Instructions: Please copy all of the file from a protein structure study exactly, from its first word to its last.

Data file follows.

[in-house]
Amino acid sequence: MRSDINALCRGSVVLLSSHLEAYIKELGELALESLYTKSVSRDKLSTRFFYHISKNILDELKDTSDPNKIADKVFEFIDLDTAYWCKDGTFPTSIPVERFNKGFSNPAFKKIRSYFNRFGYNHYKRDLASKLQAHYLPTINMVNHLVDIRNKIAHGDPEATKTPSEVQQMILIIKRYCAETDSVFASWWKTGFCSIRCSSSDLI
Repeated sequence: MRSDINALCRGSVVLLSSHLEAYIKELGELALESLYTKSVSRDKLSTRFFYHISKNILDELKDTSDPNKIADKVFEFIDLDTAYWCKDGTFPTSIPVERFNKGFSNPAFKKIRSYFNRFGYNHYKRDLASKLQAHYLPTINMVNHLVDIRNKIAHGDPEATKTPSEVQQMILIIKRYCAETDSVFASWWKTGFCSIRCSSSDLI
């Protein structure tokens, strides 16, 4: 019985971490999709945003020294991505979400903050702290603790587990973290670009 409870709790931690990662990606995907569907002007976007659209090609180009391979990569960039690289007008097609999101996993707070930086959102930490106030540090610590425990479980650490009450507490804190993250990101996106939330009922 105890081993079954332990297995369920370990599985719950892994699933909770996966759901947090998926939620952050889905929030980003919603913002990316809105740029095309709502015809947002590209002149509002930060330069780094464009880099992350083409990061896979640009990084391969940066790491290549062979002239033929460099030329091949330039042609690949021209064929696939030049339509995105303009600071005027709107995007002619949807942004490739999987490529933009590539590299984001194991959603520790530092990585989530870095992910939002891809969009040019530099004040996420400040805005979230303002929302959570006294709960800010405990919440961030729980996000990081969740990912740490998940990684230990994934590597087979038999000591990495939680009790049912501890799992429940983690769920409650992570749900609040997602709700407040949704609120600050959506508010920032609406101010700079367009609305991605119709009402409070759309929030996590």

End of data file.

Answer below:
[in-house]
Amino acid sequence: MRSDINALCRGSVVLLSSHLEAYIKELGELALESLYTKSVSRDKLSTRFFYHISKNILDELKDTSDPNKIADKVFEFIDLDTAYWCKDGTFPTSIPVERFNKGFSNPAFKKIRSYFNRFGYNHYKRDLASKLQAHYLPTINMVNHLVDIRNKIAHGDPEATKTPSEVQQMILIIKRYCAETDSVFASWWKTGFCSIRCSSSDLI
Repeated sequence: MRSDINALCRGSVVLLSSHLEAYIKELGELALESLYTKSVSRDKLSTRFFYHISKNILDELKDTSDPNKIADKVFEFIDLDTAYWCKDGTFPTSIPVERFNKGFSNPAFKKIRSYFNRFGYNHYKRDLASKLQAHYLPTINMVNHLVDIRNKIAHGDPEATKTPSEVQQMILIIKRYCAETDSVFASWWKTGFCSIRCSSSDLI
């Protein structure tokens, strides 16, 4: 019985971490999709945003020294991505979400903050702290603790587990973290670009 409870709790931690990662990606995907569907002007976007659209090609180009391979990569960039690289007008097609999101996993707070930086959102930490106030540090610590425990479980650490009450507490804190993250990101996106939330009922 105890081993079954332990297995369920370990599985719950892994699933909770996966759901947090998926939620952050889905929030980003919603913002990316809105740029095309709502015809947002590209002149509002930060330069780094464009880099992350083409990061896979640009990084391969940066790491290549062979002239033929460099030329091949330039042609690949021209064929696939030049339509995105303009600071005027709107995007002619949807942004490739999987490529933009590539590299984001194991959603520790530092990585989530870095992910939002891809969009040019530099004040996420400040805005979230303002929302959570006294709960800010405990919440961030729980996000990081969740990912740490998940990684230990994934590597087979038999000591990495939680009790049912501890799992429940983690769920409650992570749900609040997602709700407040949704609120600050959506508010920032609406101010700079367009609305991605119709009402409070759309929030996590």